Gun threat warrants prison term

Offence considered in current social context

Five years ago, Jerru Anderson’s
comments would hardy have caused a ripple, but in today’s social context, they
had to be punished with six months imprisonment as a deterrent.

That view was expressed by Chief
Magistrate Margaret Ramsay-Hale last week after Anderson, 29, pleaded guilty to
charges including threatening violence.

The words of the threat, made to
police officers at the West Bay Police Station on 7 October 2009, were:

“I have a 38 same one that kill
Carlos and you will never find it and you all dead.”  Later on the same date he said, “I have a
AK-47 at my yard and a stub-nose 38 and I going kill these officers and their
family and their mother going to cry for them.”

The magistrate said the threat to
police had to be judged in the context of a young man having been killed with a
.38 and no gun having been recovered. In that context, such words would put
police in fear, she said.

She was referring to the fatal
shooting of Carlo Webster, 35, of West Bay, in the early hours of 10 September
2009, inside the Next Level Night Club. No one has yet been charged in
connection with his death.

Defence Attorney Lloyd Samson urged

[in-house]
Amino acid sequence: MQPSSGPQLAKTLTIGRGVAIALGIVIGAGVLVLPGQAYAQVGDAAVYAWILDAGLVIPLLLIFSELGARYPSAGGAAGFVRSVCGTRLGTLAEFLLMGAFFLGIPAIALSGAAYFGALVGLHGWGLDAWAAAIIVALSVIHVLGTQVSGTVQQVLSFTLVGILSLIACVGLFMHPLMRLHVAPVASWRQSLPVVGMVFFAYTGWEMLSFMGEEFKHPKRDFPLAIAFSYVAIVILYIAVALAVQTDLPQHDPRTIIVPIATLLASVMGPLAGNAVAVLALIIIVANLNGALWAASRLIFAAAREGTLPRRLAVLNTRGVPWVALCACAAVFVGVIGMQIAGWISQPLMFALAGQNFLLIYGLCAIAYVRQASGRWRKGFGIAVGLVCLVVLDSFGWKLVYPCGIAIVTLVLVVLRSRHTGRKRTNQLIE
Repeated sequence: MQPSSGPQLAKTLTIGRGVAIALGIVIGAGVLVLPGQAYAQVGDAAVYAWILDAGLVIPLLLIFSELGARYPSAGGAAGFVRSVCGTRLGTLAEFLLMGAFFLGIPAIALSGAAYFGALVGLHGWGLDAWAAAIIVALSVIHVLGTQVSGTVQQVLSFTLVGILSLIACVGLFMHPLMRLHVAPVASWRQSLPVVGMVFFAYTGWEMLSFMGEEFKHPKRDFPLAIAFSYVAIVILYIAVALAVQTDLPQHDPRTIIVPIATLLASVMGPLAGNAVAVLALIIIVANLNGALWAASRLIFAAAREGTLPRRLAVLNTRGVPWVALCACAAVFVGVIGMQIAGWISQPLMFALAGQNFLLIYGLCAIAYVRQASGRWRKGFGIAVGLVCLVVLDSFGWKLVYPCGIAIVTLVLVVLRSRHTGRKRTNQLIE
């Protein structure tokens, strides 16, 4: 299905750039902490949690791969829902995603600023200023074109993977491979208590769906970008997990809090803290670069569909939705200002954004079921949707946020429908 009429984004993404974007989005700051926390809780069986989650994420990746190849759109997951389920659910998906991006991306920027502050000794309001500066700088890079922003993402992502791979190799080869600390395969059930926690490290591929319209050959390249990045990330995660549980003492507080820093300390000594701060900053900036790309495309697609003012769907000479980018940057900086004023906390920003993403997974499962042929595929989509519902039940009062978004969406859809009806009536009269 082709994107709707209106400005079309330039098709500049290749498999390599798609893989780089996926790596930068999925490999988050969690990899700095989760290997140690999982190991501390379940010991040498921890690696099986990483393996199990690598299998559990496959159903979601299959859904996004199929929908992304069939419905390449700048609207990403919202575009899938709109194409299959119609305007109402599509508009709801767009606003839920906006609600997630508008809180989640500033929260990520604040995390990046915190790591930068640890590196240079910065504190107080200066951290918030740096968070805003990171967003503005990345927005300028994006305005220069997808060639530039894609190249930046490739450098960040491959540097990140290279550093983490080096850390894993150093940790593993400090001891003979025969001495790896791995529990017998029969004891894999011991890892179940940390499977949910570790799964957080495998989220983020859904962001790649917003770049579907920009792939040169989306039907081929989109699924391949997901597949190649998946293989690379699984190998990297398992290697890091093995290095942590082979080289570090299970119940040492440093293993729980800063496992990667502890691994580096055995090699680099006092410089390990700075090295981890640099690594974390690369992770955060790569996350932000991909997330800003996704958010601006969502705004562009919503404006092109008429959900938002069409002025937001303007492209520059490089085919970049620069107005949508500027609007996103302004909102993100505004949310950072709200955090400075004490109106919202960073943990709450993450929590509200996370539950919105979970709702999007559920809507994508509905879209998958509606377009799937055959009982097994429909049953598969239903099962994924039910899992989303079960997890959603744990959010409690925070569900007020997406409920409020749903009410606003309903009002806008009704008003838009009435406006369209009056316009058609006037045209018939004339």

the court to suspend any prison sentence imposed. He pointed out that Anderson
did not have a history of violence and the comments were made after Anderson
had been drinking. The defendant now realises he had a problem with alcohol and
is taking steps to deal with it, he said. “He has made every effort to
straighten out,” the attorney summarised. He pointed out that a thorough search
was made at Anderson’s residence but no firearm of any kind was found.

The magistrate said she could not
accept that this was a case appropriate for a suspended sentence. “A deterrent
sentence is not only to deter the offender but also other persons who might
think they can commit the offence and walk. We must deter people from making
these threats to police.”

Recently in Cayman there have been
numerous gun crimes, the magistrate noted. “Any person hearing [Anderson’s]
words would have reasonable apprehension that the speaker could carry out the
threat.”

The appropriate sentence would be
12 months, she said, but she reduced it to six. She imposed a concurrent
sentence of 30 days for assaulting police and fined Anderson $100 for
disorderly conduct at a police station, the conduct being indecent language.

The incidents at the police station
occurred soon after Anderson was stopped for allegedly driving at a speed
dangerous to the public on West Bay Road, driving with an expired driver’s
licence, and using a vehicle with an expired licence and without a certificate
of roadworthiness. He pleaded not guilty to dangerous driving, but accepted
careless driving, and pleaded guilty to the other traffic charges.

He was disqualified from driving
for 12 months and given fines totalling $330. The magistrate said that although
Mr. Samson had spoken of Anderson’s excess drink as the cause of his behaviour,
there had been no charge filed for driving under the influence of alcohol.   

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